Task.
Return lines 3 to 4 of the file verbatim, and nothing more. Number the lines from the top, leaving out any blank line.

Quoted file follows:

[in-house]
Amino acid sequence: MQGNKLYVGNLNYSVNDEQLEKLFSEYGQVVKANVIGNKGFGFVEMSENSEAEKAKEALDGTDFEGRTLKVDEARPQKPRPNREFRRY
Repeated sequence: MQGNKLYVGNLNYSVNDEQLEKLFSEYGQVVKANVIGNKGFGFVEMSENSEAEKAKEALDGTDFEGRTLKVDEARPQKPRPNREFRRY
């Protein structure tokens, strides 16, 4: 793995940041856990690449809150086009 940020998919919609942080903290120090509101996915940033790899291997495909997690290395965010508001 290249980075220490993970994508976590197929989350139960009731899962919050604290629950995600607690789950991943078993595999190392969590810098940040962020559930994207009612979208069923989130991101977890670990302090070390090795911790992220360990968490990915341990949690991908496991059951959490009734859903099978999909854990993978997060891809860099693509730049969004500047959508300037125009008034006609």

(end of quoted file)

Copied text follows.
Repeated sequence: MQGNKLYVGNLNYSVNDEQLEKLFSEYGQVVKANVIGNKGFGFVEMSENSEAEKAKEALDGTDFEGRTLKVDEARPQKPRPNREFRRY
């Protein structure tokens, strides 16, 4: 793995940041856990690449809150086009 940020998919919609942080903290120090509101996915940033790899291997495909997690290395965010508001 290249980075220490993970994508976590197929989350139960009731899962919050604290629950995600607690789950991943078993595999190392969590810098940040962020559930994207009612979208069923989130991101977890670990302090070390090795911790992220360990968490990915341990949690991908496991059951959490009734859903099978999909854990993978997060891809860099693509730049969004500047959508300037125009008034006609």